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What’s My Workout: Jessica Latshaw

Jessica Latshaw doesn’t sit still often. The Boston resident, due to have her first child on December 15, teaches indoor cycling at Flywheel and a variety of barre classes at Boston Body Pilates. Before moving to Bean Town, she was a professional dancer touring with Broadway companies—and has the energy and ultra-positive attitude to prove it. We spoke with her about not treating pregnancy like an illness, focusing on the positive and how sleeping on one’s stomach should never be taken for granted.

Q: What were your go-to workouts before you got pregnant?

A: The classes I get to teach come to mind first. They are highly physical, give me a creative outlet and I really enjoy the mix of intense cardio at Flywheel and the anaerobic, concentrating-on-specific-muscle-groups aspect of barre and toning and sculpting classes at Boston Body Pilates. I would also practice yoga every week, go on the occasional run with my husband, dance and enjoy solo sessions at the gym with some free weights and my iPod.

Q: How has your routine changed?

A: The one thing that has really changed is running. It’s just not as enjoyable anymore. Everything else has stayed the same, with the exception of lower resistance on the bike to not let my heart rate accelerate too high and no more lying prone for back exercises, which happens in mat class and during vinyasa yoga.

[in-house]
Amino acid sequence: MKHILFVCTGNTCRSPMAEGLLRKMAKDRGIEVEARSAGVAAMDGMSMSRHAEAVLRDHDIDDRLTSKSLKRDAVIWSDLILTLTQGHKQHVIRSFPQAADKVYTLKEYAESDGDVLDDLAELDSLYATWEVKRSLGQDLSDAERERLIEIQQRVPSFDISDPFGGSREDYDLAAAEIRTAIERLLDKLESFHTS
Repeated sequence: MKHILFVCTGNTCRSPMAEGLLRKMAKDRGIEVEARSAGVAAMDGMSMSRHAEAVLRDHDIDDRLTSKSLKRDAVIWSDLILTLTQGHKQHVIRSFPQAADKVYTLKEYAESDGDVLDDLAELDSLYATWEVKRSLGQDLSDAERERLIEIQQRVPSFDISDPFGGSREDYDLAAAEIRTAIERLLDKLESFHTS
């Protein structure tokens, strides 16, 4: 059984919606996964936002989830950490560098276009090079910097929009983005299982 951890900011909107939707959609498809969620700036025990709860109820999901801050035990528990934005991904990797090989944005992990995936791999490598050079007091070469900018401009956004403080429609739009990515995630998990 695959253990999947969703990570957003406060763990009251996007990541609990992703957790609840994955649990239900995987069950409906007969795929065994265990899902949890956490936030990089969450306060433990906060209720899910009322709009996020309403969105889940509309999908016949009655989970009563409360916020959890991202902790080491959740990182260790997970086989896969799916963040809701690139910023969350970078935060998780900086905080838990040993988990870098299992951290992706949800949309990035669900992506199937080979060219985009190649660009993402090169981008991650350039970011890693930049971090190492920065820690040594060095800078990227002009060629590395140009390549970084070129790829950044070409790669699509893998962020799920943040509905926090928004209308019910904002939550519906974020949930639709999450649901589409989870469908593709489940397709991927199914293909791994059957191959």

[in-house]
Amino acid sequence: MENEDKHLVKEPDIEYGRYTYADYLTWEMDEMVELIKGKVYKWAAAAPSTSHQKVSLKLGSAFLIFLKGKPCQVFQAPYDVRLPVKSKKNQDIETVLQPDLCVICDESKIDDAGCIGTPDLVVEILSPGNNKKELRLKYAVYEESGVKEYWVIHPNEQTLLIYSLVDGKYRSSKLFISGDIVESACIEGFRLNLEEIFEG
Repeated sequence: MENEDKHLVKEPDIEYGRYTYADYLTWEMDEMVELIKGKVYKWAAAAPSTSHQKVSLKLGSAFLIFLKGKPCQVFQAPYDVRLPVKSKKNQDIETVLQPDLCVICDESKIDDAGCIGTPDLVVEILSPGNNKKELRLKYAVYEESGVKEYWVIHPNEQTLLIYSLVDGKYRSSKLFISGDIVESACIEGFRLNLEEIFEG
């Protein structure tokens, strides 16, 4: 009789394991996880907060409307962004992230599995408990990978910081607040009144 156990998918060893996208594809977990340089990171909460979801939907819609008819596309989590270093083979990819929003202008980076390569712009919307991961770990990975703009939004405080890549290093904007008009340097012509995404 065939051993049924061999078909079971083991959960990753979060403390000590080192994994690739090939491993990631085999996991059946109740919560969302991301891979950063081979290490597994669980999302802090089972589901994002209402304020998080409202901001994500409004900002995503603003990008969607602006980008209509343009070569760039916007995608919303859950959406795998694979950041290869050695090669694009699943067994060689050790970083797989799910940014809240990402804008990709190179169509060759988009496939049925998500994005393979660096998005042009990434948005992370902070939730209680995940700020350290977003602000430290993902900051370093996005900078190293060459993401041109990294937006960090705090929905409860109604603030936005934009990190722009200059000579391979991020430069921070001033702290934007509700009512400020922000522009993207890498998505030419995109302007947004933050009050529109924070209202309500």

Q: Describe your pregnancy fitness philosophy in three words.

A: Live your best life. Well, that’s four. But if I brought it down to three it’d just be “live your life,” and Rihanna already said that.

Q: Four it is! What has surprised you the most about working out while pregnant?

A: What surprises me the most is how much I am still capable of. With the exception of some occasional twinges of achiness in my back, I have no complaints. I think we can make the mistake of treating pregnancy like an illness—or as an excuse to no longer live your best life. But treating your body like the amazing, capable, resilient and strong machine that it is—especially while going through the changes of pregnancy—is not only important, it’s a beautiful gift you give yourself.

Q: Have you made any notable tweaks?

A: Maintain: You won’t be working out as hard as your pre-pregnant self but try and maintain, with the exceptions you need to make as your tummy grows. I've purchased some more supportive sports bras and let myself rest when needed—two words: child’s pose—but still kept my goals, especially for the parts of me that are not necessarily as effected by my pregnancy like arms, back, shoulders, glutes and hamstrings. I did modify abdominal work, but didn’t get rid of it altogether, still doing planks and push-ups.

Q: What have you learned during this experience?

A: Sometimes it takes embracing some pain in order to actually meet our goals. This thought is something that I hope will help me through labor and delivery. When we challenge ourselves physically we have to embrace some pain in order to actually become stronger. If we always did what was comfortable, we wouldn’t grow and we wouldn’t meet our goals. And we sure wouldn’t give birth.

Q: And once your little one arrives, what do you look forward to doing the most?

A: It’s a toss-up between wearing crop tops and sleeping on my belly. Heck, maybe I will just combine the two and wear a crop top while sleeping on my belly.

Photograph by Kate Dudley
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